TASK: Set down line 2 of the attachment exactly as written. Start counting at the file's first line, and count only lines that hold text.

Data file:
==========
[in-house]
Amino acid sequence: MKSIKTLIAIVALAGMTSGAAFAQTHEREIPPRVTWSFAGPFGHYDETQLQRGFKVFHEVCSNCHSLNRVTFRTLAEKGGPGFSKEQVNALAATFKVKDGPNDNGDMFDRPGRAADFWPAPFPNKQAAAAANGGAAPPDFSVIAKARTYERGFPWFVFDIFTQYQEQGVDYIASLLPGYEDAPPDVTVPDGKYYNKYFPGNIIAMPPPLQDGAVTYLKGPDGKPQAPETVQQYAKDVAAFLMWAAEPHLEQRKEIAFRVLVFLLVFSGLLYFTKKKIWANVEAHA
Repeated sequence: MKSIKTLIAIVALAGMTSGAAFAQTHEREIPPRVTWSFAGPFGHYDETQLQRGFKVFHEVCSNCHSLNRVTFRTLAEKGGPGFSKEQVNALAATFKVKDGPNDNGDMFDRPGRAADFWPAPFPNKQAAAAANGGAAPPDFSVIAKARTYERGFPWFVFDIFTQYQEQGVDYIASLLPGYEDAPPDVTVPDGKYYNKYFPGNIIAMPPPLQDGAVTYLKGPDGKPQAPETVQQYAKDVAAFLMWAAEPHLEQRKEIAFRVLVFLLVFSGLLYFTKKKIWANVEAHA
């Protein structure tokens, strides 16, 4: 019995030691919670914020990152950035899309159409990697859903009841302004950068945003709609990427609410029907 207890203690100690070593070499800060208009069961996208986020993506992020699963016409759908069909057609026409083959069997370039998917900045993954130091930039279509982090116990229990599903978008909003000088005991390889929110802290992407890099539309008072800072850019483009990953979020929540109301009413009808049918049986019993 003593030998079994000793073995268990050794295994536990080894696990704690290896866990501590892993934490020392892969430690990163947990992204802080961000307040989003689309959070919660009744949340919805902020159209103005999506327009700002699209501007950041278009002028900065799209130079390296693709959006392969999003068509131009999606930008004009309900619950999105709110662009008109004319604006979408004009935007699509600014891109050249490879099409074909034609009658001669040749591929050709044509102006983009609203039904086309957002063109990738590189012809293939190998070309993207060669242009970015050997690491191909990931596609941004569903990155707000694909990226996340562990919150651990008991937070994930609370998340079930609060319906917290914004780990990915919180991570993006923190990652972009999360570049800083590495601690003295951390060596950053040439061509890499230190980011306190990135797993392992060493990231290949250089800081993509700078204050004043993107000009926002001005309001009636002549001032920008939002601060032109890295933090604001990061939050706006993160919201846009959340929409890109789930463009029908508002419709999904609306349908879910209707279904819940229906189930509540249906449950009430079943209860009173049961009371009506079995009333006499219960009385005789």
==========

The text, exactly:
Amino acid sequence: MKSIKTLIAIVALAGMTSGAAFAQTHEREIPPRVTWSFAGPFGHYDETQLQRGFKVFHEVCSNCHSLNRVTFRTLAEKGGPGFSKEQVNALAATFKVKDGPNDNGDMFDRPGRAADFWPAPFPNKQAAAAANGGAAPPDFSVIAKARTYERGFPWFVFDIFTQYQEQGVDYIASLLPGYEDAPPDVTVPDGKYYNKYFPGNIIAMPPPLQDGAVTYLKGPDGKPQAPETVQQYAKDVAAFLMWAAEPHLEQRKEIAFRVLVFLLVFSGLLYFTKKKIWANVEAHA